- Zipline Logistics surveyed more than 100 trucking companies and found that in the wake of the electronic logging device (ELD) mandate taking effect, morale is dropping, productivity is slowing and rates are rising, but safety is improving.
- The primary reason for these developments (according to survey respondents) is because truckers have had to reduce the number of miles they drive due to the ELD's restrictions, prompting truckers to demand higher wages (pushing up rates) and cutting back on productivity.
- 83% of the respondents said productivity is down since the ELD mandate took effect, and 71% said rates are up. If these conditions continue, the trucking boom may soon reach its peak.
Zipline's survey doesn't paint a very positive picture of the trucking industry: not only are 95% of drivers struggling to deliver loads on time, their job satisfaction is dropping, and they're struggling to get higher pay. The driver shortage and the capacity crunch only exacerbates the issue.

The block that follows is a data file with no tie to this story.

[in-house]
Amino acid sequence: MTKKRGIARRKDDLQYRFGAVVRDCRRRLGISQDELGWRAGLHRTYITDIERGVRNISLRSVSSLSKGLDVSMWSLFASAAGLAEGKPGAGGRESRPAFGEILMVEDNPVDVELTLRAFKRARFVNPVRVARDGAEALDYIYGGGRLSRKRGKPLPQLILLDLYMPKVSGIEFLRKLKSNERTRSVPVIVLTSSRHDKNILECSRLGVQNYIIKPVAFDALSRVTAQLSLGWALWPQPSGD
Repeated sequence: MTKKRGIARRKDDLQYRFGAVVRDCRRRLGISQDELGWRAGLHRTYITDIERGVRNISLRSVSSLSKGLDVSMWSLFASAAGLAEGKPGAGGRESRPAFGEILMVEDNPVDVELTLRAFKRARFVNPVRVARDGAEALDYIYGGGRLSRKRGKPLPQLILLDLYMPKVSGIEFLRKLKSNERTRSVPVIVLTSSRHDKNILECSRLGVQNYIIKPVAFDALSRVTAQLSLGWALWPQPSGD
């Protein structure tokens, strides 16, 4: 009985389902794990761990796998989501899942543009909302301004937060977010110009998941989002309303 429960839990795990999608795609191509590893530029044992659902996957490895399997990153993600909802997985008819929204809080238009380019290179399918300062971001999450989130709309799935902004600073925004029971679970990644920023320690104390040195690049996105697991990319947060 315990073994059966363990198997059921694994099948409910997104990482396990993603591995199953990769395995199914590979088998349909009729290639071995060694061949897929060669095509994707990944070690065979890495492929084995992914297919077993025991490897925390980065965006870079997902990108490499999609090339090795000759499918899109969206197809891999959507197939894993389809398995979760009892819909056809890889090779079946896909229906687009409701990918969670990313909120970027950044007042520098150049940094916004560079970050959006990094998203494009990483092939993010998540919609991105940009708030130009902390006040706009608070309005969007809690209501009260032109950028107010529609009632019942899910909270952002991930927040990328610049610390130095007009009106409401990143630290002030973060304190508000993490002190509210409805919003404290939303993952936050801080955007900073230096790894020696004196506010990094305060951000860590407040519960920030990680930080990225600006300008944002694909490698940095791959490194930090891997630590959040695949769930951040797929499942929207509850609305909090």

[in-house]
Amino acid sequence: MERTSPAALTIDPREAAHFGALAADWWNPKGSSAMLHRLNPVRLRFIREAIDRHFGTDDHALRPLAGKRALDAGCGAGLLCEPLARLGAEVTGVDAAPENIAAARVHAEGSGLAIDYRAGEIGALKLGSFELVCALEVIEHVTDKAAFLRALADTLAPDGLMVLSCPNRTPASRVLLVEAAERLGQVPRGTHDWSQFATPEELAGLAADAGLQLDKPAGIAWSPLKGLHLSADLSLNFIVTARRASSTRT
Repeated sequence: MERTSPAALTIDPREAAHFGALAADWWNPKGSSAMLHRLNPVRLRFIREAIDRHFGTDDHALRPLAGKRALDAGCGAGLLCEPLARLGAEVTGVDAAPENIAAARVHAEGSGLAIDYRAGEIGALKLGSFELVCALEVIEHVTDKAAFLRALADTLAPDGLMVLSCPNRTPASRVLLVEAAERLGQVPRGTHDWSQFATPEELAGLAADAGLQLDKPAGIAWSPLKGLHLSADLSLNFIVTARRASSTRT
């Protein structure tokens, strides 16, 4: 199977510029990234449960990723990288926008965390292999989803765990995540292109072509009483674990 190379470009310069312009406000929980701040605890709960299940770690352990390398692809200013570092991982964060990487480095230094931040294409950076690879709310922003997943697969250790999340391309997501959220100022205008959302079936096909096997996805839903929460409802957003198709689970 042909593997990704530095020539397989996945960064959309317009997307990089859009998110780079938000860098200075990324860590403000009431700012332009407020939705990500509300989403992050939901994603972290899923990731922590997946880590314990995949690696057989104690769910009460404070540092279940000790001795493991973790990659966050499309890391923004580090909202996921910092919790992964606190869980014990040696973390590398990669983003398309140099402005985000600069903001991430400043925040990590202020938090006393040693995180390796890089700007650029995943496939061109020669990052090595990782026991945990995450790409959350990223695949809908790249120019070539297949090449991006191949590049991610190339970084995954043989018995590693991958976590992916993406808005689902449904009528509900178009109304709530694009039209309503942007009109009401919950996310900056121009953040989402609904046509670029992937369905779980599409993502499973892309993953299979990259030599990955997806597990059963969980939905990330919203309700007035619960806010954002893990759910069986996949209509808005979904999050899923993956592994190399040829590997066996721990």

All these developments were predicted before the ELD went into effect, so on one hand, it's not surprising, but on the other, they could carry certain implications for the future of the industry.
According to one unidentified respondent, "The ELD mandate just makes it harder to hit specific pickup and delivery times, especially when facilities keep us for an extended period of time, past two hours."
As a result, smaller fleets are more interested in shorter hauls than longer hauls, while the opposite is true for larger fleets. In turn, shippers may need to be savvier about optimizing freight routes — which is good for 3PLs — and may need to rely more on intermodal freight.
But this survey doesn't necessarily mean the industry is going downhill. With any new technology or equipment, there's going to be bumps on the road to full implementation and acclimation.
Industry experts have long predicted this kind of bumpy road following ELD implementation. If anything, the industry's current struggles with the ELD could be a correction to the surging freight market.